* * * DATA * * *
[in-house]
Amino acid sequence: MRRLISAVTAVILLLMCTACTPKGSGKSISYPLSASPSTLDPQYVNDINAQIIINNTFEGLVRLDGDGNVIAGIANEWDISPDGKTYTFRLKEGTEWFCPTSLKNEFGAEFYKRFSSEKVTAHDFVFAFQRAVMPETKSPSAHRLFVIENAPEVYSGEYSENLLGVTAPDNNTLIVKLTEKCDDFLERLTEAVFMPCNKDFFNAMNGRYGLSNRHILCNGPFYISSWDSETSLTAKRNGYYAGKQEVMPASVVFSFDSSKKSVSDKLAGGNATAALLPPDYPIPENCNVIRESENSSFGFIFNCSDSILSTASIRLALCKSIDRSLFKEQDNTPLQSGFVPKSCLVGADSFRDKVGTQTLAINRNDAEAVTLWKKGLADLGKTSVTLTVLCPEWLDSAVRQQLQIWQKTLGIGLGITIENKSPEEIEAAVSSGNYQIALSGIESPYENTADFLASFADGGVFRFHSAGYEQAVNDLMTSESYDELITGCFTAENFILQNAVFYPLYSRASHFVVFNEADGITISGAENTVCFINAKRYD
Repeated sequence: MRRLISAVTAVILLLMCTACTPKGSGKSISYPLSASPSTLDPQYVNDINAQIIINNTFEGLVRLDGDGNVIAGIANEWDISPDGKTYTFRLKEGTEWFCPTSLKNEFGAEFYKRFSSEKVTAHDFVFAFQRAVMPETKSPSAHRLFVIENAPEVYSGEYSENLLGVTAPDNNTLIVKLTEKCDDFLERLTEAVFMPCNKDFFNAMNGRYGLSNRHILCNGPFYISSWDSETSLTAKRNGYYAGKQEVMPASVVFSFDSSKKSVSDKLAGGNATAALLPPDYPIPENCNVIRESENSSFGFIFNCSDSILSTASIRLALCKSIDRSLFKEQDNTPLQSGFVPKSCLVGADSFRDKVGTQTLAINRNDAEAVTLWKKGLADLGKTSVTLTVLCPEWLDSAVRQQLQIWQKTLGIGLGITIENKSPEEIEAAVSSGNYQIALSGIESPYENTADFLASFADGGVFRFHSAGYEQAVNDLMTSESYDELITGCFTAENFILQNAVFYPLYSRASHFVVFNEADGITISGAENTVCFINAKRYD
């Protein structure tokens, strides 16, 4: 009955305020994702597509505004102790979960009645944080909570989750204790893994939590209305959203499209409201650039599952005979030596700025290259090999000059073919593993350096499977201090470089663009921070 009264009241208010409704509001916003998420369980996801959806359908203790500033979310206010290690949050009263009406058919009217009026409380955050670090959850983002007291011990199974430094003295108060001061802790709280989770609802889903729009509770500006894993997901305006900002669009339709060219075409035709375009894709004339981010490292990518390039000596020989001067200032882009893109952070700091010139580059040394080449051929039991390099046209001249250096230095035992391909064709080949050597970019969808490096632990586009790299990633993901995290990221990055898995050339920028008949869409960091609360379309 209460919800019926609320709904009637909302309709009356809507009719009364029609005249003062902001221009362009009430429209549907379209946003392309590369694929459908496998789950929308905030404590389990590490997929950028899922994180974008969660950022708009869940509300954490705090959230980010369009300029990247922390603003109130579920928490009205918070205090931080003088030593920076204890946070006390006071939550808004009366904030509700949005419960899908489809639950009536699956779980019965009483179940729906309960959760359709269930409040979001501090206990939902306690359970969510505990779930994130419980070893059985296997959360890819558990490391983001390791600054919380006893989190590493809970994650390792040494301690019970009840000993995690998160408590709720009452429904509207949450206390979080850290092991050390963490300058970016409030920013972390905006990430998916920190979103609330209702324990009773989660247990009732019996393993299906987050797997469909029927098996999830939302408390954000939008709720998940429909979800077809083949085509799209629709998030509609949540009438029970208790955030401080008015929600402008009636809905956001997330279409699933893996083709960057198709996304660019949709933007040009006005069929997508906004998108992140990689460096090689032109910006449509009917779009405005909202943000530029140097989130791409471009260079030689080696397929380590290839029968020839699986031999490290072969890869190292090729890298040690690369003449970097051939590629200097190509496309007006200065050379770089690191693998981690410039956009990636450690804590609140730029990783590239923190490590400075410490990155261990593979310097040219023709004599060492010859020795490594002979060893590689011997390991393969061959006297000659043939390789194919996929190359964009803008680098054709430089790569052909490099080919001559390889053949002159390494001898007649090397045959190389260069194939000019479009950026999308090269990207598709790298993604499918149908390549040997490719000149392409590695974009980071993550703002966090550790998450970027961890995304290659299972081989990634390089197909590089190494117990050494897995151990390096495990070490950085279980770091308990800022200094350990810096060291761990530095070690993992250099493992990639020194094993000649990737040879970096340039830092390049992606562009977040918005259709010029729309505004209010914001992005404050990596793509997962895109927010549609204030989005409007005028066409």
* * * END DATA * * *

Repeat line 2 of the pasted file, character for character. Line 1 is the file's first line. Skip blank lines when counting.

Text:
Amino acid sequence: MRRLISAVTAVILLLMCTACTPKGSGKSISYPLSASPSTLDPQYVNDINAQIIINNTFEGLVRLDGDGNVIAGIANEWDISPDGKTYTFRLKEGTEWFCPTSLKNEFGAEFYKRFSSEKVTAHDFVFAFQRAVMPETKSPSAHRLFVIENAPEVYSGEYSENLLGVTAPDNNTLIVKLTEKCDDFLERLTEAVFMPCNKDFFNAMNGRYGLSNRHILCNGPFYISSWDSETSLTAKRNGYYAGKQEVMPASVVFSFDSSKKSVSDKLAGGNATAALLPPDYPIPENCNVIRESENSSFGFIFNCSDSILSTASIRLALCKSIDRSLFKEQDNTPLQSGFVPKSCLVGADSFRDKVGTQTLAINRNDAEAVTLWKKGLADLGKTSVTLTVLCPEWLDSAVRQQLQIWQKTLGIGLGITIENKSPEEIEAAVSSGNYQIALSGIESPYENTADFLASFADGGVFRFHSAGYEQAVNDLMTSESYDELITGCFTAENFILQNAVFYPLYSRASHFVVFNEADGITISGAENTVCFINAKRYD